Monday, 9 February 2015

Walk to Broadchurch, Dorset.

My interest was immediately piqued when I saw this chap standing alone. There was something about the way he held himself, the casual aloofness, the confident manner as he nonchalantly ignored my presence even though I crept quite close to see if I could arouse his interest. Even though he was a mere cock, albeit a rather fine one,  I couldn't help but compare him to people that I know and to secretly admire his independence.

There is something suspicious, in my opinion, of people who cannot bear to be alone. Not the awfulness of and soul destroying feeling of loneliness. Indeed there is an achingly painful divide between feeling loneliness and contemplative solitude, but people relishing their own company and being content without the need of constant distraction and amusement have my admiration. 

I don my wellies and prepare for a muddy trek. Oh how I have missed my mud, the biting cold wind that cuts you to the quick, the starkness and brutality of the trees branches against the watery winter sky. But today is surprisingly gentle, snow drops bow their gentle heads in the surprisingly warm sunshine, crocuses wriggle their brightly coloured bodies out of the soft soil to join other delicate spring flowers in subtle shades of lemons, lilacs and dreamy creams.

I head for West Bay, otherwise now known as 'Broadchurch' after the popular TV series which will undoubtably bring even more people flocking down to the beautiful 'Jurassic Coast'. I have mixed feelings about West Bay. You have to look beyond the insensitive architecture, both past and recent, which sit alongside the unique and breathtaking sheer rockface. Bite a Crunchie bar in half and you have the honeycomb layers that tower over its beach.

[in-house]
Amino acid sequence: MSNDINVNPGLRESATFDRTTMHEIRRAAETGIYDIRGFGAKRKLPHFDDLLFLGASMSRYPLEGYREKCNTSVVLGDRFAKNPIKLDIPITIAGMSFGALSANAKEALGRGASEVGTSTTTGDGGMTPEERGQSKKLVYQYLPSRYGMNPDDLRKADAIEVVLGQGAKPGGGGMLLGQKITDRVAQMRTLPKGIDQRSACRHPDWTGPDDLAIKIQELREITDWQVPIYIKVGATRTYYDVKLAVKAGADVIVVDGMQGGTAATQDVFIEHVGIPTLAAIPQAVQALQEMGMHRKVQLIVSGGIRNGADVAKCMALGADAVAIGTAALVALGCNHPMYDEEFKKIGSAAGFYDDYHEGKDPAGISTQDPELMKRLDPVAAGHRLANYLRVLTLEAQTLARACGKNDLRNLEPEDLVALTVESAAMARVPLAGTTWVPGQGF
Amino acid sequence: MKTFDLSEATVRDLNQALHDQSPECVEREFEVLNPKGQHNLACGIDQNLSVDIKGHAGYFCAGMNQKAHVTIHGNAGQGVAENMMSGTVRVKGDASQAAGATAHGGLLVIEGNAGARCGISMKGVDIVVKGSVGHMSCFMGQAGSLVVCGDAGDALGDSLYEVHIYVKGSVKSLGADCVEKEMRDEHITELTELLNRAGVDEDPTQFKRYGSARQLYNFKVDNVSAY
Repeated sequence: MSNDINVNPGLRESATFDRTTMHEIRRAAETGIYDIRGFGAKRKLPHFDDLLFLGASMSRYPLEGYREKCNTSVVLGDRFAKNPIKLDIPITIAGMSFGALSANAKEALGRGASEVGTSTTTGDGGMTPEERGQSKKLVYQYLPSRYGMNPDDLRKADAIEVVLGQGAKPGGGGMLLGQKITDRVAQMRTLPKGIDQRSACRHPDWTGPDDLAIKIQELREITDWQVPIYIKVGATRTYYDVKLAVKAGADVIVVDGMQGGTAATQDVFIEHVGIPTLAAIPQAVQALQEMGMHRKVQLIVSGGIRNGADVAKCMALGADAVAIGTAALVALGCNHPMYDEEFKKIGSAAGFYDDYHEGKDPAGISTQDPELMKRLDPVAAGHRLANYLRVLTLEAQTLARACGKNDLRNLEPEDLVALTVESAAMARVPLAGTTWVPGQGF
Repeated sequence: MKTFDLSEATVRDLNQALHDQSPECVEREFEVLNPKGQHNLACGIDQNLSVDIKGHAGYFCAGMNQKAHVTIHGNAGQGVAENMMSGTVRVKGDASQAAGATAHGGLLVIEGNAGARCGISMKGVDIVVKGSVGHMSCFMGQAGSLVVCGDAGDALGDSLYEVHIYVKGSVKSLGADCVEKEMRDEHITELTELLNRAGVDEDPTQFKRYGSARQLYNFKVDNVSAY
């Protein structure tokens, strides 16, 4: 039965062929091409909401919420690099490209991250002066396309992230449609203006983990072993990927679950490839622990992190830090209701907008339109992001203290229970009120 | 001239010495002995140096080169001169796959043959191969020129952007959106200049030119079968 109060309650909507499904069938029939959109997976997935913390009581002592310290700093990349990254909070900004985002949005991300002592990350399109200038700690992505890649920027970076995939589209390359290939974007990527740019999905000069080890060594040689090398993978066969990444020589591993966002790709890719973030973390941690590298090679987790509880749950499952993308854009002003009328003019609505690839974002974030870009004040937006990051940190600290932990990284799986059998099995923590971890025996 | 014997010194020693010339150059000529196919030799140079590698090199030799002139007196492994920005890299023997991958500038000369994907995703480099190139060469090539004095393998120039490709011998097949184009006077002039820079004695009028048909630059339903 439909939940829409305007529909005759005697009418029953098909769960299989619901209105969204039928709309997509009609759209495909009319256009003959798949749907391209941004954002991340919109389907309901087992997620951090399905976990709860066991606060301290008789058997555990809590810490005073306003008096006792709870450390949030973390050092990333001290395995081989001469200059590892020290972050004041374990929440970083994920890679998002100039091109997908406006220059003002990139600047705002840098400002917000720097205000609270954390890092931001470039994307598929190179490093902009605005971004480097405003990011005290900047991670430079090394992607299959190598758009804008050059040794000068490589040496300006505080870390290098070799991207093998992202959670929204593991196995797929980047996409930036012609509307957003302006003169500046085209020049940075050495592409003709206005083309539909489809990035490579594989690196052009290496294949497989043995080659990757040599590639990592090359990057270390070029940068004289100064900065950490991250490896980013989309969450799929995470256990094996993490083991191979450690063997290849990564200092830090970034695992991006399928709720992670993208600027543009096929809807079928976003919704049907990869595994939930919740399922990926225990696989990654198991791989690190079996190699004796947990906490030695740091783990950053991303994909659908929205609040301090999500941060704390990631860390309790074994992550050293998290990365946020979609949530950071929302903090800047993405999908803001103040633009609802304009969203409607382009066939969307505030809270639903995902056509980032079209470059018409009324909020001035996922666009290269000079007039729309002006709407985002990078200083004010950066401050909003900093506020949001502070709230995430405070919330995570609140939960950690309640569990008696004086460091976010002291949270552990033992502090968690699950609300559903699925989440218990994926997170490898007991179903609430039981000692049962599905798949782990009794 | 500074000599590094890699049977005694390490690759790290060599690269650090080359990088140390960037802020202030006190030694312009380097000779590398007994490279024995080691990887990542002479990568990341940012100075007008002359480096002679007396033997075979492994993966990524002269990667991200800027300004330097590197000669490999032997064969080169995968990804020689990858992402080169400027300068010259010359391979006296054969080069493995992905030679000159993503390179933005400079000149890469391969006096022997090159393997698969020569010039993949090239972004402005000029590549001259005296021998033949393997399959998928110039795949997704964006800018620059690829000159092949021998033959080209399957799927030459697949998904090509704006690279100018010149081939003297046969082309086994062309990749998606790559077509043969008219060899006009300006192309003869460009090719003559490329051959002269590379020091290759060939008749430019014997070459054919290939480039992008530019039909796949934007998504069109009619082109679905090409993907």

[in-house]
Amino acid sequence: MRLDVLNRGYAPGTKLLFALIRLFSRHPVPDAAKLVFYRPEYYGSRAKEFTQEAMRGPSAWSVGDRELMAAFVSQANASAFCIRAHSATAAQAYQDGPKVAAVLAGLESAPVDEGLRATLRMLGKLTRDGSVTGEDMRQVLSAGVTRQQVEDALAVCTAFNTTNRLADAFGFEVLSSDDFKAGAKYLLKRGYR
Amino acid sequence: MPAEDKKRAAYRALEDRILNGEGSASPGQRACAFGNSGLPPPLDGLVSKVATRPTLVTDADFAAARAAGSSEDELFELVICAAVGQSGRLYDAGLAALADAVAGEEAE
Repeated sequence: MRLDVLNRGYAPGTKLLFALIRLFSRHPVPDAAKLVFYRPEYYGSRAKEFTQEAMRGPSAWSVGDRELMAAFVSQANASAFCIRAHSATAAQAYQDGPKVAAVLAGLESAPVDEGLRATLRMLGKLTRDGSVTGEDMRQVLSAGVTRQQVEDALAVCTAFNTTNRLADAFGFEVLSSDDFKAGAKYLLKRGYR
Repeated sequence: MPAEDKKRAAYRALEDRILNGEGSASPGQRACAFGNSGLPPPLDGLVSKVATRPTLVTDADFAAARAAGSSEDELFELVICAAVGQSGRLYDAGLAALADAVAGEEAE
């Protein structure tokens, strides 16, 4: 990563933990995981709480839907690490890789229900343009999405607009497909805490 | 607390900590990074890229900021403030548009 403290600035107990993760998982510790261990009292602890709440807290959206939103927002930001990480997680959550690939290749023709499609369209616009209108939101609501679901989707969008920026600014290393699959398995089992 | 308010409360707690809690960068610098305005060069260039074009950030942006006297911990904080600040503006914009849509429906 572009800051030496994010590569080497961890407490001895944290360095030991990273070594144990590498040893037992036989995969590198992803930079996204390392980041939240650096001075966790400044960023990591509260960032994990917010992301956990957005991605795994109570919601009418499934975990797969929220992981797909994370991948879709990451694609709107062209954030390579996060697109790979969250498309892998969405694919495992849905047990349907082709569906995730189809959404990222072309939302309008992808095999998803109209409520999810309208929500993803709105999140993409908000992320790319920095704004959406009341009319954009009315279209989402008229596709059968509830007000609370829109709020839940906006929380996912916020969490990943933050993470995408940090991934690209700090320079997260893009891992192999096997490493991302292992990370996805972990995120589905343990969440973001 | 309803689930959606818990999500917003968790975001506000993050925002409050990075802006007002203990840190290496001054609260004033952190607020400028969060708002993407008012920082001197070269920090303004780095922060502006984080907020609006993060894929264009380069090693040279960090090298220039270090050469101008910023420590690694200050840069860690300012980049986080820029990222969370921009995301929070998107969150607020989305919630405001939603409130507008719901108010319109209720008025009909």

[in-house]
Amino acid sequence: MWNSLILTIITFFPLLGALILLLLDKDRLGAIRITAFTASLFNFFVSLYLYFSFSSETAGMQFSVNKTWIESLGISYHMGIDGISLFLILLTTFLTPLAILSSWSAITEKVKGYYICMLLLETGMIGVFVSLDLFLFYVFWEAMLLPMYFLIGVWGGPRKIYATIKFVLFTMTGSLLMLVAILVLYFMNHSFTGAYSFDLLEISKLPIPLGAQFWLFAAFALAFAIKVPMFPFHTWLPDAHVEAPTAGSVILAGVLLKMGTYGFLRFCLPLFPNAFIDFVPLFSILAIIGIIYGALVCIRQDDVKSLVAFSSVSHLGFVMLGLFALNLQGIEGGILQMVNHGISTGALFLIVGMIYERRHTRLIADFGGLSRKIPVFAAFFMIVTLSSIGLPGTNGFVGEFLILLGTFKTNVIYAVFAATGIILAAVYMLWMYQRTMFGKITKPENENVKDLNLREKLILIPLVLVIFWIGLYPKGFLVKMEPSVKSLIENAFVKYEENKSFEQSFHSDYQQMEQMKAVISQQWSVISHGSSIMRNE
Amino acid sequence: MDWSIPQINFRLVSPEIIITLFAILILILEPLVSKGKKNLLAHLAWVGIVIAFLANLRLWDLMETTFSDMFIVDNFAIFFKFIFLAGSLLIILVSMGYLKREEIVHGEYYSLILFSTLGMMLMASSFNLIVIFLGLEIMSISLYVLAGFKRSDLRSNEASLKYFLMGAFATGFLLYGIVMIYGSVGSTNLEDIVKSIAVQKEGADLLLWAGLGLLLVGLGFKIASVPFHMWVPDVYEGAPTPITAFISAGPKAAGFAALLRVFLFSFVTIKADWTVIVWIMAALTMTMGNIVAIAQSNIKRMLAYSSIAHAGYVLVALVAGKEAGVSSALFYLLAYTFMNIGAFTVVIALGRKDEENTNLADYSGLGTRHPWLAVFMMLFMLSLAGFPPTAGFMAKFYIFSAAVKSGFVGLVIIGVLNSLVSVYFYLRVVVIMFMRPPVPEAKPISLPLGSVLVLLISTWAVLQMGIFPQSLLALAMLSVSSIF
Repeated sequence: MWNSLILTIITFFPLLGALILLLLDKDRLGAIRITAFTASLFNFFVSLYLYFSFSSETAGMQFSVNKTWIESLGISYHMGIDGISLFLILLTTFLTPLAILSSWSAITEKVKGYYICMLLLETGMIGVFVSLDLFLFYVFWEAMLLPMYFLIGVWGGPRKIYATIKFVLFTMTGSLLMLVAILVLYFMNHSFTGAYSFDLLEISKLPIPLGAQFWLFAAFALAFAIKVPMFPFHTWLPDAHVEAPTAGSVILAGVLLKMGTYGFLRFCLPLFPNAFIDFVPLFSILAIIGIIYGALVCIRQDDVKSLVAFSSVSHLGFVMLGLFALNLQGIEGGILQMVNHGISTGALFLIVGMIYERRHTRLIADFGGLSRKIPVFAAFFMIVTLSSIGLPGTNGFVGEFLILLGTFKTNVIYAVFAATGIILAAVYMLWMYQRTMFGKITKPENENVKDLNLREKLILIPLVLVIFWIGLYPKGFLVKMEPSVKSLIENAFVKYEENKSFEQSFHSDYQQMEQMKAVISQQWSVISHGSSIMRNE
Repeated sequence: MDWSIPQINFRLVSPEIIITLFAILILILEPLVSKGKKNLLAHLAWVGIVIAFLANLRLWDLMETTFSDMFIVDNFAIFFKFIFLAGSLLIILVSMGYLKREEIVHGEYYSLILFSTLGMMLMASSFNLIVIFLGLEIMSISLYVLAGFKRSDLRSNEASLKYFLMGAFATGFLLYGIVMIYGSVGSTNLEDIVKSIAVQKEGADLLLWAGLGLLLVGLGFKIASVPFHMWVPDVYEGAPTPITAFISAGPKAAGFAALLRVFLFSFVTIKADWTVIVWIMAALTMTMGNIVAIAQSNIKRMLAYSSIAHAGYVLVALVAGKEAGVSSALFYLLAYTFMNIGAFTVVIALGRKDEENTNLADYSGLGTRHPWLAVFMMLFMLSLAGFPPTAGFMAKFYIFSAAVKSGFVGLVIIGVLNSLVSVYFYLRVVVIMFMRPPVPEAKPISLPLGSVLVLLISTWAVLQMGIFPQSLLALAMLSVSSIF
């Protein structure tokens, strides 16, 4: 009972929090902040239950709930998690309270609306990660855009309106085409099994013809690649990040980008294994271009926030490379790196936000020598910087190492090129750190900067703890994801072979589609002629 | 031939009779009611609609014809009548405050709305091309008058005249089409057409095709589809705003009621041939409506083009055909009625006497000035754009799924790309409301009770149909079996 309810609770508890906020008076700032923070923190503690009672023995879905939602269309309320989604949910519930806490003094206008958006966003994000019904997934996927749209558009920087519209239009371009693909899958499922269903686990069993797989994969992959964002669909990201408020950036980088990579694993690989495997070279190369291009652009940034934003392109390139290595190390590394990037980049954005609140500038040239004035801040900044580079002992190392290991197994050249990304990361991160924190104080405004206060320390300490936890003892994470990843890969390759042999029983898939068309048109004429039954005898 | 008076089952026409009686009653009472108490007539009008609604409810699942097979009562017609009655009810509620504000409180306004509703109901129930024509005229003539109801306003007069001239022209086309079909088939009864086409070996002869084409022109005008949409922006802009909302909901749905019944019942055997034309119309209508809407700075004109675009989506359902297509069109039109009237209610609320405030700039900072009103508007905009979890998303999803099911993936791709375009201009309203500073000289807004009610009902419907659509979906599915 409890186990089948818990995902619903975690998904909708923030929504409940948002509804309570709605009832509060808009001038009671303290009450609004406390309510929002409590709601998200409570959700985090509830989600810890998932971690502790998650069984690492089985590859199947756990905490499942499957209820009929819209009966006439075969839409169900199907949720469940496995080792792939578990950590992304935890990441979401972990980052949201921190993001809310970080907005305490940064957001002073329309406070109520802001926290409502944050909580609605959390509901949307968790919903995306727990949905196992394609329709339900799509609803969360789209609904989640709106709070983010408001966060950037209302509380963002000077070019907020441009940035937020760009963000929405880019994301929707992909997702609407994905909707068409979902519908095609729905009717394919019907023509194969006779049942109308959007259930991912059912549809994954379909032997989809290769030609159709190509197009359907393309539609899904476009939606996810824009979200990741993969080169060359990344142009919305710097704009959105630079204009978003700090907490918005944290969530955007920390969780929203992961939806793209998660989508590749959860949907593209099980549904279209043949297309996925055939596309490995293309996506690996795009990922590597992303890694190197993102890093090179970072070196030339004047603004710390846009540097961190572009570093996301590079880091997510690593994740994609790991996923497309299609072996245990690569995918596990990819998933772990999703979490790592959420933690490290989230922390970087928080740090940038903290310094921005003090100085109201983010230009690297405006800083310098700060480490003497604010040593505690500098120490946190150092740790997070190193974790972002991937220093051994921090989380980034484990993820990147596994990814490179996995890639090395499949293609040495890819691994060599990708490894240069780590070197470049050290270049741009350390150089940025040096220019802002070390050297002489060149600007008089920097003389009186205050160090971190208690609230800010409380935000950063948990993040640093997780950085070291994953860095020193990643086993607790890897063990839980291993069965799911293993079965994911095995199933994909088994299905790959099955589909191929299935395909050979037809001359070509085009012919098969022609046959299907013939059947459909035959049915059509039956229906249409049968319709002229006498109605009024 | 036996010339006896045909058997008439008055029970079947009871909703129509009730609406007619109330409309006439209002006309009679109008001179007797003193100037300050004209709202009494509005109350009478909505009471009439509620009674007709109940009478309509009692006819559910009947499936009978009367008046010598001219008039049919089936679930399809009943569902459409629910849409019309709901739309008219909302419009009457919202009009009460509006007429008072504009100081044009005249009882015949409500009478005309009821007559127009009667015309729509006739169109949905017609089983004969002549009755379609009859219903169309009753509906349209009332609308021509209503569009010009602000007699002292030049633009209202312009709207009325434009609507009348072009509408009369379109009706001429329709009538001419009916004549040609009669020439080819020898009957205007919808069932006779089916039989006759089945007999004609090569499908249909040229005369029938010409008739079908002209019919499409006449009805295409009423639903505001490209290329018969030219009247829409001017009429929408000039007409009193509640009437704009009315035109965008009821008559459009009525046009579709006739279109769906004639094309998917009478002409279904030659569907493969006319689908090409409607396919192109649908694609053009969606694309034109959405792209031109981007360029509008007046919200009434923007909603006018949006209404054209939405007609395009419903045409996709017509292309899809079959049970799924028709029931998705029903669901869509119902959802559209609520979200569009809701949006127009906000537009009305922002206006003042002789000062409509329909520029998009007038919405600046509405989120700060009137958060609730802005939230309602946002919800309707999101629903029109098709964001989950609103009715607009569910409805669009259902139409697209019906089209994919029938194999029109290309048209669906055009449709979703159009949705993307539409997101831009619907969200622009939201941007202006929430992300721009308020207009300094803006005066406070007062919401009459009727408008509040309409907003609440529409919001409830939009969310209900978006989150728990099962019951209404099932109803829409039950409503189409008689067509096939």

It's an odd mixture of wonky wooden chalets perched on the mouth of the River Brit as it flows down to the tiny working harbour, otherwise known as Bridport Harbour.  You have to elevate yourself above the pervading smell of fish and chips if they're not quite 'your thing'. There's a real knack to being a relative pauper and living like a king. If you can grasp this handy concept in life its a real bonus, so that the mundane becomes magical and the harsh truth is that no amount of money can buy you this gift.

I just possess it.


Frances said...

Sally, I really liked what you wrote here. And I do think I understand what you mean, and that I agree.

Sometimes, even in my very big city, it's possible to carve out some pleasing solitude and to know that you have gained something, not lost it.


Chris Stovell said...

There's never very much spare money here but fortunately, like you, I feel rich in other ways such as being surrounded by wonderful views and having the freedom to enjoy them.